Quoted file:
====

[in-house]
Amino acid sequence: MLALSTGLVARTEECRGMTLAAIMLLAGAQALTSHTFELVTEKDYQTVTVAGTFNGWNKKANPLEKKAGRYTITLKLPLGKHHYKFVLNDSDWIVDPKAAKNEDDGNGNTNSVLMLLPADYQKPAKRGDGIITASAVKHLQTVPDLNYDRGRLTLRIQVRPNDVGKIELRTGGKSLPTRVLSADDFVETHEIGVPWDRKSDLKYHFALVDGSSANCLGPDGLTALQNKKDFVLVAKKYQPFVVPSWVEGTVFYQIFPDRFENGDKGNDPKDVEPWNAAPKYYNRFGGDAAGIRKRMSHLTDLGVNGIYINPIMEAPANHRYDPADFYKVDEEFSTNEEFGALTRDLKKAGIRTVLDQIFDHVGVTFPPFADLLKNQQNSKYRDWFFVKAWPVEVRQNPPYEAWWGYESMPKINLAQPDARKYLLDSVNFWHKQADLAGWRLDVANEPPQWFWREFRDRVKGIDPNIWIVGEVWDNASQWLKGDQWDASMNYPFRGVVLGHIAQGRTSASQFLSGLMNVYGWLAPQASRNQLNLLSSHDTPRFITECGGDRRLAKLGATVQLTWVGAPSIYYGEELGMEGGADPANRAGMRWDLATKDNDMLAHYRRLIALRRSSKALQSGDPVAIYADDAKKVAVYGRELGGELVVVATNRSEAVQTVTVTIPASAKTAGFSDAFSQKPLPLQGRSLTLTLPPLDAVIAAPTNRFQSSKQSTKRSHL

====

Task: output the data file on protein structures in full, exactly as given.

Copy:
[in-house]
Amino acid sequence: MLALSTGLVARTEECRGMTLAAIMLLAGAQALTSHTFELVTEKDYQTVTVAGTFNGWNKKANPLEKKAGRYTITLKLPLGKHHYKFVLNDSDWIVDPKAAKNEDDGNGNTNSVLMLLPADYQKPAKRGDGIITASAVKHLQTVPDLNYDRGRLTLRIQVRPNDVGKIELRTGGKSLPTRVLSADDFVETHEIGVPWDRKSDLKYHFALVDGSSANCLGPDGLTALQNKKDFVLVAKKYQPFVVPSWVEGTVFYQIFPDRFENGDKGNDPKDVEPWNAAPKYYNRFGGDAAGIRKRMSHLTDLGVNGIYINPIMEAPANHRYDPADFYKVDEEFSTNEEFGALTRDLKKAGIRTVLDQIFDHVGVTFPPFADLLKNQQNSKYRDWFFVKAWPVEVRQNPPYEAWWGYESMPKINLAQPDARKYLLDSVNFWHKQADLAGWRLDVANEPPQWFWREFRDRVKGIDPNIWIVGEVWDNASQWLKGDQWDASMNYPFRGVVLGHIAQGRTSASQFLSGLMNVYGWLAPQASRNQLNLLSSHDTPRFITECGGDRRLAKLGATVQLTWVGAPSIYYGEELGMEGGADPANRAGMRWDLATKDNDMLAHYRRLIALRRSSKALQSGDPVAIYADDAKKVAVYGRELGGELVVVATNRSEAVQTVTVTIPASAKTAGFSDAFSQKPLPLQGRSLTLTLPPLDAVIAAPTNRFQSSKQSTKRSHL